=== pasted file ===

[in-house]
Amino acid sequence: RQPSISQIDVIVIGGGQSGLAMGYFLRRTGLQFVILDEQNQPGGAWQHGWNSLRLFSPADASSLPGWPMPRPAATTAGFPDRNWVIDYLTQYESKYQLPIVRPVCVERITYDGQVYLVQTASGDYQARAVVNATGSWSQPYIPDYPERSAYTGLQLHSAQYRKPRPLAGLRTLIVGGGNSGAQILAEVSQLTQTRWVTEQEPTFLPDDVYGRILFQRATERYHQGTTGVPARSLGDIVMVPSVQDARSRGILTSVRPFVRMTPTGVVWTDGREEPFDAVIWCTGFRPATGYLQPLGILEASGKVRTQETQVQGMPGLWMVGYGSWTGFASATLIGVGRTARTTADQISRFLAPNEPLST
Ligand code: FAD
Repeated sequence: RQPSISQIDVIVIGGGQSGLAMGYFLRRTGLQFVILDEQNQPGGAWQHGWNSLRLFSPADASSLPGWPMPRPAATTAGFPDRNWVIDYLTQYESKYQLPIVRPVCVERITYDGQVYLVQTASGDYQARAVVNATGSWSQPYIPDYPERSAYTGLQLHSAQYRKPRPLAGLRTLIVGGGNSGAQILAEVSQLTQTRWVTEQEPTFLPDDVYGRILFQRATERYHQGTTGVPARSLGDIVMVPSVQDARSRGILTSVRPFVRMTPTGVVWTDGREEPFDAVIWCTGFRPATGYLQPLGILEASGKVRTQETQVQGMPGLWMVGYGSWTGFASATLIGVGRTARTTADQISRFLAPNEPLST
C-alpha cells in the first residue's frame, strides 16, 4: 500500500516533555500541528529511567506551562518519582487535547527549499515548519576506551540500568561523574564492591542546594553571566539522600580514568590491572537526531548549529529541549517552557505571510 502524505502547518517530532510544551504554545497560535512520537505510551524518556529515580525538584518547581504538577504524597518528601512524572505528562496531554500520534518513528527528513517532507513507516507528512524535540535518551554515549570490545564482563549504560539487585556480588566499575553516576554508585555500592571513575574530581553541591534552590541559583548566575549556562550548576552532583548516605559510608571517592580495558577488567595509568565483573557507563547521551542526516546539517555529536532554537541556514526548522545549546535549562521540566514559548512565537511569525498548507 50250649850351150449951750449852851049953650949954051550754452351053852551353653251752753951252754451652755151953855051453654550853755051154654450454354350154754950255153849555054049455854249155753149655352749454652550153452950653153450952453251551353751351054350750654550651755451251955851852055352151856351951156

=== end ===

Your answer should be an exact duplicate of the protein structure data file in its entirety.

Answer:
[in-house]
Amino acid sequence: RQPSISQIDVIVIGGGQSGLAMGYFLRRTGLQFVILDEQNQPGGAWQHGWNSLRLFSPADASSLPGWPMPRPAATTAGFPDRNWVIDYLTQYESKYQLPIVRPVCVERITYDGQVYLVQTASGDYQARAVVNATGSWSQPYIPDYPERSAYTGLQLHSAQYRKPRPLAGLRTLIVGGGNSGAQILAEVSQLTQTRWVTEQEPTFLPDDVYGRILFQRATERYHQGTTGVPARSLGDIVMVPSVQDARSRGILTSVRPFVRMTPTGVVWTDGREEPFDAVIWCTGFRPATGYLQPLGILEASGKVRTQETQVQGMPGLWMVGYGSWTGFASATLIGVGRTARTTADQISRFLAPNEPLST
Ligand code: FAD
Repeated sequence: RQPSISQIDVIVIGGGQSGLAMGYFLRRTGLQFVILDEQNQPGGAWQHGWNSLRLFSPADASSLPGWPMPRPAATTAGFPDRNWVIDYLTQYESKYQLPIVRPVCVERITYDGQVYLVQTASGDYQARAVVNATGSWSQPYIPDYPERSAYTGLQLHSAQYRKPRPLAGLRTLIVGGGNSGAQILAEVSQLTQTRWVTEQEPTFLPDDVYGRILFQRATERYHQGTTGVPARSLGDIVMVPSVQDARSRGILTSVRPFVRMTPTGVVWTDGREEPFDAVIWCTGFRPATGYLQPLGILEASGKVRTQETQVQGMPGLWMVGYGSWTGFASATLIGVGRTARTTADQISRFLAPNEPLST
C-alpha cells in the first residue's frame, strides 16, 4: 500500500516533555500541528529511567506551562518519582487535547527549499515548519576506551540500568561523574564492591542546594553571566539522600580514568590491572537526531548549529529541549517552557505571510 502524505502547518517530532510544551504554545497560535512520537505510551524518556529515580525538584518547581504538577504524597518528601512524572505528562496531554500520534518513528527528513517532507513507516507528512524535540535518551554515549570490545564482563549504560539487585556480588566499575553516576554508585555500592571513575574530581553541591534552590541559583548566575549556562550548576552532583548516605559510608571517592580495558577488567595509568565483573557507563547521551542526516546539517555529536532554537541556514526548522545549546535549562521540566514559548512565537511569525498548507 50250649850351150449951750449852851049953650949954051550754452351053852551353653251752753951252754451652755151953855051453654550853755051154654450454354350154754950255153849555054049455854249155753149655352749454652550153452950653153450952453251551353751351054350750654550651755451251955851852055352151856351951156